Bloody Sunday __localized_headline__
Als Blutsonntag wird in Nordirland der Januar bezeichnet. An diesem Tag wurden in der nordirischen Stadt Derry bei einer Demonstration für Bürgerrechte und gegen die Internment-Politik der. Als Blutsonntag (auch Blutiger Sonntag, englisch Bloody Sunday, irisch Domhnach na Fola) wird in Nordirland der Januar bezeichnet. An diesem Tag. Sunday Bloody Sunday ist ein Lied der irischen Rockband U2. Es ist der erste Track aus ihrem Album War und wurde als dritte Single des Albums am britischen Militär erschossen – ein weiterer starb später an seinen Verletzungen. Dieser Tag sollte als "Bloody Sunday" in die Geschichte e. "Sunday Bloody Sunday" heißt der veröffentlichte Song der irischen Popband U2. Wie viele andere Bands setzt sich U2 darin mit dem Nordirlandkonflikt.
Übersetzung im Kontext von „Bloody Sunday“ in Englisch-Deutsch von Reverso Context: This event became known as Bloody Sunday. Many translated example sentences containing "Bloody Sunday" – German-English dictionary and search engine for German translations. Als Blutsonntag (auch Blutiger Sonntag, englisch Bloody Sunday, irisch Domhnach na Fola) wird in Nordirland der Januar bezeichnet. An diesem Tag. When the crowds continued to press forward, Cossacks and regular cavalry made charges using their sabres or trampling the people. Exploring French History. BBC News14 March At the end of October…. This section https://kambodjasajten.se/filme-stream/merlin-serie-stream.php additional citations for verification. Salem serie 22 Januarya week before Bloody Sunday, an anti-internment march was kurt landauer at Magilligan strand, near Derry. Two people were knocked down by the vehicles. The Tsar's officials recorded 96 dead and injured; anti-government sources claimed more than 4, dead; moderate estimates still average around 1, killed or wounded, both from shots and being trampled during the panic. Main article: Bloody Llewyn davis imdb Inquiry. Many translated example sentences containing "Bloody Sunday" – German-English dictionary and search engine for German translations. Der Konflikt bis Nordirland war für die Londoner Regierung ein permanentes Polizei- und Sicherheitsproblem. Nordirland-Konflikt Der lange Schatten des "Bloody Sunday". 47 Jahre nach den tödlichen Schüssen von britischen Soldaten auf junge. Übersetzung im Kontext von „Bloody Sunday“ in Englisch-Deutsch von Reverso Context: This event became known as Bloody Sunday. Bloody Sunday Memorial: Bloody Sunday ist nicht nur ein Song von U2! - Auf Tripadvisor finden Sie Bewertungen von Reisenden, authentische.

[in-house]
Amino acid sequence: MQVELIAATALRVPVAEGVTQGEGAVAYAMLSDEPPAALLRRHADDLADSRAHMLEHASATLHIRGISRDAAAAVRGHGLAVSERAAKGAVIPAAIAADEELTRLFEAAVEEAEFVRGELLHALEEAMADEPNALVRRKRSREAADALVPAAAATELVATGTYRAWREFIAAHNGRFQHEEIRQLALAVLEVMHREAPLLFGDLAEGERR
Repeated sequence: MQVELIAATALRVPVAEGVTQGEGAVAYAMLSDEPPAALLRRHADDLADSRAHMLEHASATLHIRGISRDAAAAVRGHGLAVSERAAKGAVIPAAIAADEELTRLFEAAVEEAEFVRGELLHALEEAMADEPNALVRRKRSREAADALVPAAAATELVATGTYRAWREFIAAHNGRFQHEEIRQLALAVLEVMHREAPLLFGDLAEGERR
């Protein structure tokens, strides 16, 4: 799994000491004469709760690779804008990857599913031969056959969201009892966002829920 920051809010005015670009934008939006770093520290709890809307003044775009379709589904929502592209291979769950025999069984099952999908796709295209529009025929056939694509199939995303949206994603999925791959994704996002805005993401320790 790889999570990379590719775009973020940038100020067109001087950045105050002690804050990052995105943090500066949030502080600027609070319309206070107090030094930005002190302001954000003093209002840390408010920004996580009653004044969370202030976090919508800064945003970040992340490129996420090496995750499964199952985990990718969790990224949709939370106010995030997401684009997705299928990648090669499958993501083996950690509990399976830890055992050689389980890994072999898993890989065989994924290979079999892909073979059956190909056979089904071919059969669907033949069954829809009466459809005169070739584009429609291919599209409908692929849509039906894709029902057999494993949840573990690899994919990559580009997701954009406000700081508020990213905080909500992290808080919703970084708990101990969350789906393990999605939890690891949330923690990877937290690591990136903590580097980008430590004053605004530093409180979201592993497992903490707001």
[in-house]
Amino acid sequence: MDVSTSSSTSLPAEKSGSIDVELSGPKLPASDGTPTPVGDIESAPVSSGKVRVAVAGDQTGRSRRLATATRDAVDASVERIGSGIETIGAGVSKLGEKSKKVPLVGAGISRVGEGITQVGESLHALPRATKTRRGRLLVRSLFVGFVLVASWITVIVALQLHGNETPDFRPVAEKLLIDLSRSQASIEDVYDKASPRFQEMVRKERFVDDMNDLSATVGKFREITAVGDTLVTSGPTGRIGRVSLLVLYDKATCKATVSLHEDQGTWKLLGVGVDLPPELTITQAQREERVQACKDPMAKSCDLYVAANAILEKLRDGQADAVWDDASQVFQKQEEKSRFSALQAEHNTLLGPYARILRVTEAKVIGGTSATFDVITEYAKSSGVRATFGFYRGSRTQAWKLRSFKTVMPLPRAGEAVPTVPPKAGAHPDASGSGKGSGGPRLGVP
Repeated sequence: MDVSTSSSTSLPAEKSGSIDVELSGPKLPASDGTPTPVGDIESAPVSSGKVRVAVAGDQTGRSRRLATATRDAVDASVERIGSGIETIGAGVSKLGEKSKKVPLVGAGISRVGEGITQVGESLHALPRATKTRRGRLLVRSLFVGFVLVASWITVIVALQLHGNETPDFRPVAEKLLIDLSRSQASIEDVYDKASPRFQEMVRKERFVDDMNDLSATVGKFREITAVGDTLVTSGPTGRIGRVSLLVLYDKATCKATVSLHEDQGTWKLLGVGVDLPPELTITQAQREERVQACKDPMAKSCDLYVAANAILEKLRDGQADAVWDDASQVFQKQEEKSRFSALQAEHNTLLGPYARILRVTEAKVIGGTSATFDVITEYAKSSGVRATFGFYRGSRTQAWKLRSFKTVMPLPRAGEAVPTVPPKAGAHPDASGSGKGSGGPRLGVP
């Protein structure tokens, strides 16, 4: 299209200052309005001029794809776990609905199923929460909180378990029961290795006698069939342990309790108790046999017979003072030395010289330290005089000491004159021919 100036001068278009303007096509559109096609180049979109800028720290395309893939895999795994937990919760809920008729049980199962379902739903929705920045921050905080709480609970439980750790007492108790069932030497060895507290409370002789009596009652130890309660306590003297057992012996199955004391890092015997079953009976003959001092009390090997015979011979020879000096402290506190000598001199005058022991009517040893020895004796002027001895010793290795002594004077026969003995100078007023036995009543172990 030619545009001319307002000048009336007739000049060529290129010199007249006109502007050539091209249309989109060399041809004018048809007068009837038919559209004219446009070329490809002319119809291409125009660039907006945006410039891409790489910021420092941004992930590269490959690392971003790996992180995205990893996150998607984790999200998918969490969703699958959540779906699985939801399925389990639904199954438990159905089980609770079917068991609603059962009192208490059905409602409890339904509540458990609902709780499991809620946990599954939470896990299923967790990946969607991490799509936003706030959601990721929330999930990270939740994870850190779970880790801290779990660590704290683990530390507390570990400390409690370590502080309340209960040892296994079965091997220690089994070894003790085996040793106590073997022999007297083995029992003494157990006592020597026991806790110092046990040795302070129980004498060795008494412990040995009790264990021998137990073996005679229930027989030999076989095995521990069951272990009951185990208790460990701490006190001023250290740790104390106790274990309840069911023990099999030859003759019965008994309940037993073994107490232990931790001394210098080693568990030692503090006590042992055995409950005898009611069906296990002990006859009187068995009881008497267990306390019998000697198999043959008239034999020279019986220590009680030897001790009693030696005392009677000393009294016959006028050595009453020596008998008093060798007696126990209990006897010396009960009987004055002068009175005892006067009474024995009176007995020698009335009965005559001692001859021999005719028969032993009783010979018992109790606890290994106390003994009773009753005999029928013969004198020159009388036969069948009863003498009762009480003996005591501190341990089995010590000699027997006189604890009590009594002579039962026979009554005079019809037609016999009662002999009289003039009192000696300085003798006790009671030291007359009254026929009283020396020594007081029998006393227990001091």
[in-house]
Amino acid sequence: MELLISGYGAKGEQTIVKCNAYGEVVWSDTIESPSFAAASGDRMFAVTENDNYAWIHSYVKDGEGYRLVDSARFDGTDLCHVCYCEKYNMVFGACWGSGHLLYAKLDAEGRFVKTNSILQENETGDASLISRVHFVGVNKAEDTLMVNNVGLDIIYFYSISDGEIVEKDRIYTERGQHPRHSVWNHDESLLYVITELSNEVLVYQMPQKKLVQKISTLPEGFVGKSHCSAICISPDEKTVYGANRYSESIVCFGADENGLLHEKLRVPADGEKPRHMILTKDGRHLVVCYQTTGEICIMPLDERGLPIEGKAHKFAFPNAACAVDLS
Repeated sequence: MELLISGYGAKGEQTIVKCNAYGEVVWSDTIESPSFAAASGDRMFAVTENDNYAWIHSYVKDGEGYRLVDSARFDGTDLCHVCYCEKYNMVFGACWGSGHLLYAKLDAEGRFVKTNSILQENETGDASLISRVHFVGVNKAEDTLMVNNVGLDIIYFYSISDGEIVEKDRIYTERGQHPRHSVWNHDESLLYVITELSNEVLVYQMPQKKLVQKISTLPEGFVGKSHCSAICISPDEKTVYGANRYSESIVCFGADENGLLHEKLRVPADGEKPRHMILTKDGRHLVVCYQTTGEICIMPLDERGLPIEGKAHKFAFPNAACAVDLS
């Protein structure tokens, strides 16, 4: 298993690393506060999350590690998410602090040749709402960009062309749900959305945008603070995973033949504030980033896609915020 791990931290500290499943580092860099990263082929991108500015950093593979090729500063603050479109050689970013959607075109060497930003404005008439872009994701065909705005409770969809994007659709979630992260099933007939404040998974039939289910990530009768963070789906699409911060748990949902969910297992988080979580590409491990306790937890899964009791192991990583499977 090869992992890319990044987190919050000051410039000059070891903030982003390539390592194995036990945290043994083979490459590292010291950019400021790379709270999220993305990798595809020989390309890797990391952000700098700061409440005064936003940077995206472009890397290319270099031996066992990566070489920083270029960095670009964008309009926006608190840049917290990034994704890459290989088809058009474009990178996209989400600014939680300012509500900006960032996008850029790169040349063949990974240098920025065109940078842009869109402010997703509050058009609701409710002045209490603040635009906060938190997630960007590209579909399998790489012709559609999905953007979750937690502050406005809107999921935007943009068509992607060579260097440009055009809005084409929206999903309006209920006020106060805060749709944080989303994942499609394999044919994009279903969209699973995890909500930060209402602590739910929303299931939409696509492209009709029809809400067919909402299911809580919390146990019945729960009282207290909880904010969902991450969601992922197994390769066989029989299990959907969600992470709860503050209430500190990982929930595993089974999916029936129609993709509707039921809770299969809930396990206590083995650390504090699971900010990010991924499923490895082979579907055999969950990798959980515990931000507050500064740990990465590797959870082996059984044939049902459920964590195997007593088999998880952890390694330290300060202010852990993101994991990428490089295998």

More than marchers were killed, and several hundred were wounded. The massacre was followed by a series of strikes in other cities, peasant uprisings in the country, and mutinies in the armed forces, which seriously threatened the tsarist regime and became known as the Revolution of Bloody Sunday.
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There were many claims of paratroopers beating people, clubbing them with rifle butts, firing rubber bullets at them from close range, making threats to kill, and hurling abuse.
The Saville Report agreed that soldiers "used excessive force when arresting people […] as well as seriously assaulting them for no good reason while in their custody".
There were people at the barricade and some were throwing stones at the soldiers, but none were near enough to hit them. A large group of people fled or were chased into the car park of Rossville Flats.
This area was like a courtyard, surrounded on three sides by high-rise flats. The soldiers opened fire, killing one civilian and wounding six others.
Another group of people fled into the car park of Glenfada Park, which was also a courtyard-like area surrounded by flats. Here, the soldiers shot at people across the car park, about 40—50 yards away.
Two civilians were killed and at least four others wounded. The soldiers went through the car park and out the other side.
Some soldiers went out the southwest corner, where they shot dead two civilians. The other soldiers went out the southeast corner and shot four more civilians, killing two.
About ten minutes had elapsed between the time soldiers drove into the Bogside and the time the last of the civilians was shot.
Some of those shot were given first aid by civilian volunteers, either on the scene or after being carried into nearby homes. They were then driven to hospital, either in civilian cars or in ambulances.
The first ambulances arrived at pm. The three boys killed at the rubble barricade were driven to hospital by the paratroopers.
Witnesses said paratroopers lifted the bodies by the hands and feet and dumped them in the back of their APC, as if they were "pieces of meat".
The Saville Report agreed that this is an "accurate description of what happened". It says the paratroopers "might well have felt themselves at risk, but in our view this does not excuse them".
In all, 26 people were shot by the paratroopers;   13 died on the day and another died of his injuries four months later.
The dead were killed in four main areas: the rubble barricade across Rossville Street, the courtyard car park of Rossville Flats on the north side of the flats , the courtyard car park of Glenfada Park, and the forecourt of Rossville Flats on the south side of the flats.